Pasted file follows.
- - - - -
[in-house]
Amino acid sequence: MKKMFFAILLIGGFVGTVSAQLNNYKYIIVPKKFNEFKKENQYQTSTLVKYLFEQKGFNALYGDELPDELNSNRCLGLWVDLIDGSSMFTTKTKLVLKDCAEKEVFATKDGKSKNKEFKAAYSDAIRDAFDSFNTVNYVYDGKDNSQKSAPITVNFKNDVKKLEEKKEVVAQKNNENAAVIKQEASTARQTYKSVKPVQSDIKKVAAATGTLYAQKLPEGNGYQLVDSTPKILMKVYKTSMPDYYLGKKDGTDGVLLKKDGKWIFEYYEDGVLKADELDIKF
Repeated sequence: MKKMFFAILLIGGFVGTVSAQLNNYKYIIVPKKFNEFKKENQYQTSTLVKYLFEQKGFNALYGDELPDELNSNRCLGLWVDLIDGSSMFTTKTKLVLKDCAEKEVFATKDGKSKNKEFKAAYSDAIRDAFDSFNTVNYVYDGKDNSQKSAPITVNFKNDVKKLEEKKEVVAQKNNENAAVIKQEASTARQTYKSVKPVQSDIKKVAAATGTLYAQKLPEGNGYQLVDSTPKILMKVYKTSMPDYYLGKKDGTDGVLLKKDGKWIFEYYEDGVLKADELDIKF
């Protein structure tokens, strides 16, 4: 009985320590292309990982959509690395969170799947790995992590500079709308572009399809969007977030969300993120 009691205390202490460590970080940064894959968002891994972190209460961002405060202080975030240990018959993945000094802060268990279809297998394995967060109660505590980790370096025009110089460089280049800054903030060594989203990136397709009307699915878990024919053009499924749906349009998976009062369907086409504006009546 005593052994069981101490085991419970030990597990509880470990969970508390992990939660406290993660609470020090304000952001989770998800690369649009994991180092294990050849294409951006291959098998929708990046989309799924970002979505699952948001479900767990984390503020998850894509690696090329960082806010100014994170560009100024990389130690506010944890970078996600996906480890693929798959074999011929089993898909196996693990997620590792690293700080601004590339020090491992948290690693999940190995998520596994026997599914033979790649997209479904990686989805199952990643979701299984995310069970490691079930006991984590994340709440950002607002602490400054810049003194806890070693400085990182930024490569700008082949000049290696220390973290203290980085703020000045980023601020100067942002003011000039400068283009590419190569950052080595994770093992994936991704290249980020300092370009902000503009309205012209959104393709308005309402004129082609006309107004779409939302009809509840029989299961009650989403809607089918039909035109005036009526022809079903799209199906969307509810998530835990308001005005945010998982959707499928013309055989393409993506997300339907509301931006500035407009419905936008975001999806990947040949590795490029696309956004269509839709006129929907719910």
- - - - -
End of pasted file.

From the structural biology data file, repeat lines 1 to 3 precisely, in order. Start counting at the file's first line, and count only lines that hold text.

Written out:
[in-house]
Amino acid sequence: MKKMFFAILLIGGFVGTVSAQLNNYKYIIVPKKFNEFKKENQYQTSTLVKYLFEQKGFNALYGDELPDELNSNRCLGLWVDLIDGSSMFTTKTKLVLKDCAEKEVFATKDGKSKNKEFKAAYSDAIRDAFDSFNTVNYVYDGKDNSQKSAPITVNFKNDVKKLEEKKEVVAQKNNENAAVIKQEASTARQTYKSVKPVQSDIKKVAAATGTLYAQKLPEGNGYQLVDSTPKILMKVYKTSMPDYYLGKKDGTDGVLLKKDGKWIFEYYEDGVLKADELDIKF
Repeated sequence: MKKMFFAILLIGGFVGTVSAQLNNYKYIIVPKKFNEFKKENQYQTSTLVKYLFEQKGFNALYGDELPDELNSNRCLGLWVDLIDGSSMFTTKTKLVLKDCAEKEVFATKDGKSKNKEFKAAYSDAIRDAFDSFNTVNYVYDGKDNSQKSAPITVNFKNDVKKLEEKKEVVAQKNNENAAVIKQEASTARQTYKSVKPVQSDIKKVAAATGTLYAQKLPEGNGYQLVDSTPKILMKVYKTSMPDYYLGKKDGTDGVLLKKDGKWIFEYYEDGVLKADELDIKF